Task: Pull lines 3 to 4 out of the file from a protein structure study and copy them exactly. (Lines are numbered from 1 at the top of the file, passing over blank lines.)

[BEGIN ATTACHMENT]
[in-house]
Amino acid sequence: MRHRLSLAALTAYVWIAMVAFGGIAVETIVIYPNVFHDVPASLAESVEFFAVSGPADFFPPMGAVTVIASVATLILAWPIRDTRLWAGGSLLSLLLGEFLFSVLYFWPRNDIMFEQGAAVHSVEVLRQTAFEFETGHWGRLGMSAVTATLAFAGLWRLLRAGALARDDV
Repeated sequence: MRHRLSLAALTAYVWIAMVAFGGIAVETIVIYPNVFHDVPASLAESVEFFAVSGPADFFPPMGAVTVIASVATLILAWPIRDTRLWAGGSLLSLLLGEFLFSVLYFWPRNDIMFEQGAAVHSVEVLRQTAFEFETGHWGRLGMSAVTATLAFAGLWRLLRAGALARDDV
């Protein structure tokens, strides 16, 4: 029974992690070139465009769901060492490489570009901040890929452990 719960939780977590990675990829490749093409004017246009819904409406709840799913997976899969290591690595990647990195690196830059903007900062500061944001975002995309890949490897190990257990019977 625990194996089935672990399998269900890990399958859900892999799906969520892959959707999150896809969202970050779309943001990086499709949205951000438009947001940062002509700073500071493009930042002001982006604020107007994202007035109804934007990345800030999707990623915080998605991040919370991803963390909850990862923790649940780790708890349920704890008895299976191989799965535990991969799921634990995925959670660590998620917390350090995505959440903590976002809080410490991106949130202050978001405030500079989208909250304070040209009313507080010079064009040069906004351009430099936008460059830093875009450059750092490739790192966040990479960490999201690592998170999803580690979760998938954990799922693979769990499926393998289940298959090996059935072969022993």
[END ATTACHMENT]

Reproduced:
Repeated sequence: MRHRLSLAALTAYVWIAMVAFGGIAVETIVIYPNVFHDVPASLAESVEFFAVSGPADFFPPMGAVTVIASVATLILAWPIRDTRLWAGGSLLSLLLGEFLFSVLYFWPRNDIMFEQGAAVHSVEVLRQTAFEFETGHWGRLGMSAVTATLAFAGLWRLLRAGALARDDV
């Protein structure tokens, strides 16, 4: 029974992690070139465009769901060492490489570009901040890929452990 719960939780977590990675990829490749093409004017246009819904409406709840799913997976899969290591690595990647990195690196830059903007900062500061944001975002995309890949490897190990257990019977 625990194996089935672990399998269900890990399958859900892999799906969520892959959707999150896809969202970050779309943001990086499709949205951000438009947001940062002509700073500071493009930042002001982006604020107007994202007035109804934007990345800030999707990623915080998605991040919370991803963390909850990862923790649940780790708890349920704890008895299976191989799965535990991969799921634990995925959670660590998620917390350090995505959440903590976002809080410490991106949130202050978001405030500079989208909250304070040209009313507080010079064009040069906004351009430099936008460059830093875009450059750092490739790192966040990479960490999201690592998170999803580690979760998938954990799922693979769990499926393998289940298959090996059935072969022993």